Monday, September 15, 2008

Is information security important to your enterprise?

Arun Gupta, Customer Care Associate & CTO of Shoppers Stop Limited asks does the responsibility for protection of information remains relegated to the IT organization or the CIO at best

BANGALORE, INDIA: The question "Is information security important to your enterprise?" asked of any CEO, CFO or even a board member will evince open mouth responses akin to challenging their basic foundational beliefs, the way George Orwell classic raises a fundamental 2+2=4! Off course, it is. But ergo their inability to demonstrate their actions to support the response belies the response. In real life, the responsibility for protection of information remains relegated to the IT organization or the CIO at best. 

Through the ages, information has been equated with knowledge and power it bestows on the holder. In the current information age, it has become increasingly a challenge to protect it. The combination of distributed, fragmented storage and replication on multiple computing devices like the desktops/laptops, mobile devices and sharing by multitude of applications creates many points of potential breach. It's not always for gain that information leakage or destruction happens, but many times wilful destruction is attempted by disgruntled elements. Many a time, it is a demonstration of the power of knowledge that "You are insecure and at my mercy". In the last few years, this has been used for corporate blackmail too. 

Enterprises value information and many are paranoid about it. This is evident in the access control mechanisms implemented by almost every IT organization. Volumes have been written about information security and many companies have created business models around providing tools, technology and best practices that can be implemented to protect the valuable information assets. Their efficacy remains a topic of heated discussion depending on the frame of reference. 

Thus the challenge of information security has become a much debated topic in the IT fraternity and by virtue of that spawned service providers who use different tactics including the most elemental of all emotions "fear" to vend their products and services. Standards exist and are adopted to protect information (BS 7799, ISO 27001, etc); certification is expected to portray a secure organization. Formalized information asset classification and layers of protection offer some degree of comfort and protection.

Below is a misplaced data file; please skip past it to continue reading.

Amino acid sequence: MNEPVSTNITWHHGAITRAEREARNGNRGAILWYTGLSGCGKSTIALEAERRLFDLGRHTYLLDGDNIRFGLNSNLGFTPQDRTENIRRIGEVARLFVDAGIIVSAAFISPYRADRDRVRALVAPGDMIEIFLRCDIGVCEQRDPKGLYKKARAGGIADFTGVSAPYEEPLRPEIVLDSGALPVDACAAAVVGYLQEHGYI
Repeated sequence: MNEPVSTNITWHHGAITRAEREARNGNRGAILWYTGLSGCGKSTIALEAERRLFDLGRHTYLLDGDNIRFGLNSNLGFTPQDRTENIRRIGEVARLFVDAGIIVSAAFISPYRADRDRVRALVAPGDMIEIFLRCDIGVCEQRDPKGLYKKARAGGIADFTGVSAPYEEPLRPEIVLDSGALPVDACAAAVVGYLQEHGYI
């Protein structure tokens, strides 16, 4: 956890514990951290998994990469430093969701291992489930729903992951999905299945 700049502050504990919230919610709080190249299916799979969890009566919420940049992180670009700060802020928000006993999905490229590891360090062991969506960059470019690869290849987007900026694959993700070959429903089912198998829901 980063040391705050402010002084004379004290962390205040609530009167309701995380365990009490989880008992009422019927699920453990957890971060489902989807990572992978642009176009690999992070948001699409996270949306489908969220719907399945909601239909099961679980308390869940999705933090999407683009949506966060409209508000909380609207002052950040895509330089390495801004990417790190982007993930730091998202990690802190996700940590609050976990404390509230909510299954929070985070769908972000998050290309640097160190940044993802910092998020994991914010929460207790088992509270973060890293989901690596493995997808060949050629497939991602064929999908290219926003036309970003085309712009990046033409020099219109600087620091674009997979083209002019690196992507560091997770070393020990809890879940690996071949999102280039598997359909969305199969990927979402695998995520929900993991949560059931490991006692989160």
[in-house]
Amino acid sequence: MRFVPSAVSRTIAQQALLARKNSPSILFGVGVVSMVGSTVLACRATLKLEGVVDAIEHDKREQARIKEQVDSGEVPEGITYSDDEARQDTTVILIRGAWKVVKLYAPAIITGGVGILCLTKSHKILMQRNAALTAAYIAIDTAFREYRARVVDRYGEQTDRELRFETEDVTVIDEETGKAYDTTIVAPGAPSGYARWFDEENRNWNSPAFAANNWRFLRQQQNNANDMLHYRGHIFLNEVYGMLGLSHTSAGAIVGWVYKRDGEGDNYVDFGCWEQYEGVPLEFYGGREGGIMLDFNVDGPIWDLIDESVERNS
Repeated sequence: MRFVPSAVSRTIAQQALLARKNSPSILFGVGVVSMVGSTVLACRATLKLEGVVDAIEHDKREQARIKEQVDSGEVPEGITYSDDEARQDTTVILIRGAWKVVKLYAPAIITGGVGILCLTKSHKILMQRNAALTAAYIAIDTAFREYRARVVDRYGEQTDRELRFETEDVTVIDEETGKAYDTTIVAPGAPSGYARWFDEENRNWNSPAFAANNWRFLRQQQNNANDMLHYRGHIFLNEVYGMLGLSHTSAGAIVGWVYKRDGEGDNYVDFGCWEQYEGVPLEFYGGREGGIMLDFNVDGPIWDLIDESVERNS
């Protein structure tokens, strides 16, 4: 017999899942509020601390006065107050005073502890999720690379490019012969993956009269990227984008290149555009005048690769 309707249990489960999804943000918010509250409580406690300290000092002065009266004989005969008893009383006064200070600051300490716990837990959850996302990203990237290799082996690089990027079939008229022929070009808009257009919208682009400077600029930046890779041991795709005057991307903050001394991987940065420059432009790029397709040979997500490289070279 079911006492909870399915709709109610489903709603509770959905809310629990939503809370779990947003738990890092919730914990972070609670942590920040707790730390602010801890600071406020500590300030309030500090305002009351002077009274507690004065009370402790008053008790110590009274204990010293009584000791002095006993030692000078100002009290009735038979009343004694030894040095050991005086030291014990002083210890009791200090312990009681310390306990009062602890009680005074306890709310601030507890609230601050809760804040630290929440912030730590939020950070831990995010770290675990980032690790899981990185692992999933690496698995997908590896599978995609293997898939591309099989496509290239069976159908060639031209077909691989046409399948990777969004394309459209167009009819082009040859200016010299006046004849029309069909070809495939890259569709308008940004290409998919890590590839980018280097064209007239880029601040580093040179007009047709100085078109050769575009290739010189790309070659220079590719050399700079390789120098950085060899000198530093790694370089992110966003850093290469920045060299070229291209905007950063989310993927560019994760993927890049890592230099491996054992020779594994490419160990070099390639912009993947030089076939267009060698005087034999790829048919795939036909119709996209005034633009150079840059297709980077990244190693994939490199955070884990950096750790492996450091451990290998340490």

CIOs thus continue to face the challenge to create and enforce policies that are unpopular with the rest of the organization as they impose restrictions on information access. Complex set of rules enumerating do's and don'ts impede users of information, internal as well as external. Many technologies are deployed at the fringes to lock down all possible avenues of access to the external world. This is despite the fact that most breaches occur not always in electronic form and due to negligence, internal process failure or by people working within, as demonstrated by many surveys conducted by umpteen agencies. 

Industries that are governed by regulation around information security like Banking & Insurance, Pharmaceutical and Medical, undertake systemic programs spanning the enterprise to protect their information assets. A few FMCG and other consumer goods companies too have created framework to protect their formulae or designs that are their IP or that gives them a short to mid-term competitive advantage. 

There are many avenues through which information moves out of the company. Over the lifetime of an employee, she comes into contact with all types of information in physical and electronic form, which is used for conducting business activities and taking decisions. The information gets printed, stored, absorbed, replicated, and transmitted internally as well as externally. With no control on the instances of the information, it is virtually impossible to protect it in all its variants. With attrition, employees walk away with knowledge locked inside their minds with no feasible way to monitor or control the flow.